I was born in Marseille in 1984, to Italian immigrants parents. Why Marseille? Because  for many people who make the choice to leave their country, the city has a big port open on the Mediterranean sea. Near Spain, Italy and North Africa, the town has welcomed many different culture over the years. When you are in Marseille, you just need to drive 3 hours to cross the Italian border. Easy! The new inhabitants arrive also by boat, trying to built a better life. Marseille has never closed its arms in front of any wave of immigrants. This made it strong, a multicultural city. Everything isn’t perfect, because some differences can create conflicts. Indeed, language, religious, or cultural differences can cause real integration problems. Despite that, Marseille stays the most welcoming city in France, a town where my siblings and I have grown up and where we proudly carry our Italian heritage and our dual citizenship.

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Marseille, Land of  Authenticity

If you like beautiful and authentic attractions, Marseille is made for you. When I think about my city, I can’t forget the smell of the sun on my skin, its daylight beauty, and its mysterious side at sunset. Rich in history, Marseille is where ancient architecture combines with the new face of the city. The first thing to do, even if you aren’t catholic, is to visit la Basilique Notre Dame de Garde, commonly refer by the Marseillais to “La Bonne-Mère.” Built on the hill overlooking the town at 490 ft, the view on the top is wonderful. The best moment is early in the morning when everything is still quiet. With a 360 degree view of the city, it was consecrated on June, 5th, 1864, and each year, the pilgrimage for the Assumption Day, on August 15th is really popular event. This Neo-Byzantine church supports a monumental statue of the Madonna and her child, which is 27 feet tall and made of copper gilded with gold leaf. La Bonne- Mère, is the guardian and the protector of Marseille. The other religious site is La Cathédrale de la Major, built from 1829-1874, in a Byzantine-Roman style. With a capacity of 3,000 seats, it’s one of the largest cathedrals in France. It’s 469 ft long, with a main cupola of 231 ft high.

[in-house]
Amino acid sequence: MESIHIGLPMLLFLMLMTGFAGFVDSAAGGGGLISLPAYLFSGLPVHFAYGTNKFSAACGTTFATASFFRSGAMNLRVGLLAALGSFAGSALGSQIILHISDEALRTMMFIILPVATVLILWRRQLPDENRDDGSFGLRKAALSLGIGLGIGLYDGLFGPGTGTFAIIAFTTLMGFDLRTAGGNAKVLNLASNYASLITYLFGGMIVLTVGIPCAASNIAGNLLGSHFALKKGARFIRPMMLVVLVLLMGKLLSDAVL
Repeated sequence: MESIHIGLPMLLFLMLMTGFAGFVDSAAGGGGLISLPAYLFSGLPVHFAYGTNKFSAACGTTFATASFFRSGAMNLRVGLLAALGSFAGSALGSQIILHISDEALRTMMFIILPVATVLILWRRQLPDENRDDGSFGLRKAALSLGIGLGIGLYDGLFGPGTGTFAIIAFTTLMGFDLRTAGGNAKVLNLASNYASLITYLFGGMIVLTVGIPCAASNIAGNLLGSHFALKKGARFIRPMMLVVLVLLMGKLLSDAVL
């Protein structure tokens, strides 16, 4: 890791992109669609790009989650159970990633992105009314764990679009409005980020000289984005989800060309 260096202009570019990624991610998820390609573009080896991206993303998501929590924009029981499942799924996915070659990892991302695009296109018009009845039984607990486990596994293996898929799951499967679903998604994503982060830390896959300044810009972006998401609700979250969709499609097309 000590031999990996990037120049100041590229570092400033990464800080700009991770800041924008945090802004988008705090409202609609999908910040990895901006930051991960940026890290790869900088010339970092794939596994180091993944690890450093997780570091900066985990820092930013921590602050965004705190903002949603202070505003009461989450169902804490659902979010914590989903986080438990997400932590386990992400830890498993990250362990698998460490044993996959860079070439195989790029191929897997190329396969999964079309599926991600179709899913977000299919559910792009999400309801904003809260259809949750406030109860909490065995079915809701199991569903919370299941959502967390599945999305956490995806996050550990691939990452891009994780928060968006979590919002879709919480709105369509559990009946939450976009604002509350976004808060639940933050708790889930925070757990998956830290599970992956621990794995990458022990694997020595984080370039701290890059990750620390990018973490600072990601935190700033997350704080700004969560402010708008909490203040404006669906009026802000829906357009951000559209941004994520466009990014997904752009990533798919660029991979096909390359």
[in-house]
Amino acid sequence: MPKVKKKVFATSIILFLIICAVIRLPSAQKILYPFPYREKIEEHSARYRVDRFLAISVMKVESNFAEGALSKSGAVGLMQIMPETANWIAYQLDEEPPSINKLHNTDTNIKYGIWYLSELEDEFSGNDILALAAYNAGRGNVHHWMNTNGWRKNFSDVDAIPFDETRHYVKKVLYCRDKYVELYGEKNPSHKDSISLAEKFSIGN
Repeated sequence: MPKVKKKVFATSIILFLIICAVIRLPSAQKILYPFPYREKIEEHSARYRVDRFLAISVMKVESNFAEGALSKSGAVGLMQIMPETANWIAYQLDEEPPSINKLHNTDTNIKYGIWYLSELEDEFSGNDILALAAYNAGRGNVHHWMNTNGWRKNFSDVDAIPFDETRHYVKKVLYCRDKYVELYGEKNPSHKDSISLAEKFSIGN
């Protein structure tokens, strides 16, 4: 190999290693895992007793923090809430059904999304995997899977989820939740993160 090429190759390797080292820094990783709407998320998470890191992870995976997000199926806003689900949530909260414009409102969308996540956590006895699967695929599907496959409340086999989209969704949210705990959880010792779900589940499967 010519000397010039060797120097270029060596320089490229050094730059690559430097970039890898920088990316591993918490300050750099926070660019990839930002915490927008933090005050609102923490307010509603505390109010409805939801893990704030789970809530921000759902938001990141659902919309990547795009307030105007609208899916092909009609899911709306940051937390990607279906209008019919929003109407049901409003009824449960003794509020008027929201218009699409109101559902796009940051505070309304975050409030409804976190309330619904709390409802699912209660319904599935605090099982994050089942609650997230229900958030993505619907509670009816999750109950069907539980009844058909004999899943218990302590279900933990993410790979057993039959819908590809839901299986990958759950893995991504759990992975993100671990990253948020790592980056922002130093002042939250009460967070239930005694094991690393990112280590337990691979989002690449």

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But in Marseille, there is another strong religion: football. Not in general, but the football team of the city, l’Olympique de Marseille (OM). Taking place in the famous Stade Vélodrome, the night of home matches are events not to be missed. The ambiance and the fans are considered  as the best all over the world.  Built in 1937, the stadium welcomes 67,394 spectators and is also used for shows. Indeed, le Vélodrome is a wonderful stage for several artists, such as The Rolling Stones, Paul McCartney, The Police and AC/DC. The other site associated to the team is La Commanderie, it’s the training center of l’OM. Many fans from all over the world come to see their idols and dedicate jerseys.